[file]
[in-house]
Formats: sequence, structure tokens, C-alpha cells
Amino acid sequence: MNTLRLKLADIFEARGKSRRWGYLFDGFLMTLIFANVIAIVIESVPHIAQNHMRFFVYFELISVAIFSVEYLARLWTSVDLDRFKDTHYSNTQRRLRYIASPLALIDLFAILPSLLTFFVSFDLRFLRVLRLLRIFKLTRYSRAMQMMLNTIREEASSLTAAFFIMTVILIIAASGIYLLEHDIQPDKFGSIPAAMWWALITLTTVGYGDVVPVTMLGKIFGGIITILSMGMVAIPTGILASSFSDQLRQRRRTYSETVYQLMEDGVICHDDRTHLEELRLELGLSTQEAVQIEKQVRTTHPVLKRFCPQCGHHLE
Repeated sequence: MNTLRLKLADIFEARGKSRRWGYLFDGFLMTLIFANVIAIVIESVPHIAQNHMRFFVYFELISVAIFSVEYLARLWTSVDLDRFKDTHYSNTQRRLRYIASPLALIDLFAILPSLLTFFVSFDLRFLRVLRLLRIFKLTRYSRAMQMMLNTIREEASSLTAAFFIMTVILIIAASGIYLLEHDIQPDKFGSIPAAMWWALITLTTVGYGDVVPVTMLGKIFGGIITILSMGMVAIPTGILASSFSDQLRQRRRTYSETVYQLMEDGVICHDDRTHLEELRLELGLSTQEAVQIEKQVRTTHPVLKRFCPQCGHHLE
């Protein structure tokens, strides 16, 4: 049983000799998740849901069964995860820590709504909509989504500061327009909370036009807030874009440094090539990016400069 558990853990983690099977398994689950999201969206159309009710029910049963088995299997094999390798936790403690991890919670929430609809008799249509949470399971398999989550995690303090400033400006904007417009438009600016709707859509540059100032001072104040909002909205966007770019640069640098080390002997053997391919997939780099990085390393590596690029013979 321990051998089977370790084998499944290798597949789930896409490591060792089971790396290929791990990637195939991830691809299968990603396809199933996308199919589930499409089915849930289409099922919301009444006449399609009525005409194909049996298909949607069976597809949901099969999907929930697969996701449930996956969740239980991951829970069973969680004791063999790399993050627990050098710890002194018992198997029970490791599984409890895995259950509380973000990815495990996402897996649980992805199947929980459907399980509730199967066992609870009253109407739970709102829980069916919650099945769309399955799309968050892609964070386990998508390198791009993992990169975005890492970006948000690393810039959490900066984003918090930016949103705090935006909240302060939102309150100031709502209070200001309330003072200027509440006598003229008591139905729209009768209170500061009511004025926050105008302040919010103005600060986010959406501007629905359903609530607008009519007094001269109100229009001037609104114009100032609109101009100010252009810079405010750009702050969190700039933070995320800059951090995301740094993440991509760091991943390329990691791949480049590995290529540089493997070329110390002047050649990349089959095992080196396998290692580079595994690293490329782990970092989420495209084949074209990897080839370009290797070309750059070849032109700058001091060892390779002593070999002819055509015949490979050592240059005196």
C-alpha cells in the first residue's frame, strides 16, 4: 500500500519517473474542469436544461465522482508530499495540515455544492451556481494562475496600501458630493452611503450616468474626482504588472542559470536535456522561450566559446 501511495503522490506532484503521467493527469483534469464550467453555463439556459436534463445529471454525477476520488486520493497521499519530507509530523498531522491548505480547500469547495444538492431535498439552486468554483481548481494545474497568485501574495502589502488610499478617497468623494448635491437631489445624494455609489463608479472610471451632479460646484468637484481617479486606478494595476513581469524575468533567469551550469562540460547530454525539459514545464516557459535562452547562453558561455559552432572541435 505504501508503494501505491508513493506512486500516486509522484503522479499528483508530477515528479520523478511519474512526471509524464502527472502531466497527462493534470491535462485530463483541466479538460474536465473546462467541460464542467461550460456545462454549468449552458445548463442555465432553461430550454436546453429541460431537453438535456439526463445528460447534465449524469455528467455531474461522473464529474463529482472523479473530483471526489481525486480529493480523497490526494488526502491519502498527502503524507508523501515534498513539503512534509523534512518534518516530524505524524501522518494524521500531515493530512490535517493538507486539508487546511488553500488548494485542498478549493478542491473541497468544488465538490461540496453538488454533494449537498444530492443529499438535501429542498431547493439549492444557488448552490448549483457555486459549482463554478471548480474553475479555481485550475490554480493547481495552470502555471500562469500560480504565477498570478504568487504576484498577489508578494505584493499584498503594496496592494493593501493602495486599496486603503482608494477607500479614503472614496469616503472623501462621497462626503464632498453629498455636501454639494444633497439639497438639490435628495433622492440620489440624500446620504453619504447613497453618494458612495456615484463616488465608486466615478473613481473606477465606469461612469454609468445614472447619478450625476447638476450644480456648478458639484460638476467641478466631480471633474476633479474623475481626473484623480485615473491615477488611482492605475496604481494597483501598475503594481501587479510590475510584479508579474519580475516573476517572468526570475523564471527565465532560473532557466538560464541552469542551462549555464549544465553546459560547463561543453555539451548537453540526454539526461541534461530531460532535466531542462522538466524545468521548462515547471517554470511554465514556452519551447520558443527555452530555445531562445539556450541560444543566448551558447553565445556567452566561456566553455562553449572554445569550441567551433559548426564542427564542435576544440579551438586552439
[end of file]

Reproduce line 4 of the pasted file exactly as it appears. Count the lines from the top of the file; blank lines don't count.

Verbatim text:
Repeated sequence: MNTLRLKLADIFEARGKSRRWGYLFDGFLMTLIFANVIAIVIESVPHIAQNHMRFFVYFELISVAIFSVEYLARLWTSVDLDRFKDTHYSNTQRRLRYIASPLALIDLFAILPSLLTFFVSFDLRFLRVLRLLRIFKLTRYSRAMQMMLNTIREEASSLTAAFFIMTVILIIAASGIYLLEHDIQPDKFGSIPAAMWWALITLTTVGYGDVVPVTMLGKIFGGIITILSMGMVAIPTGILASSFSDQLRQRRRTYSETVYQLMEDGVICHDDRTHLEELRLELGLSTQEAVQIEKQVRTTHPVLKRFCPQCGHHLE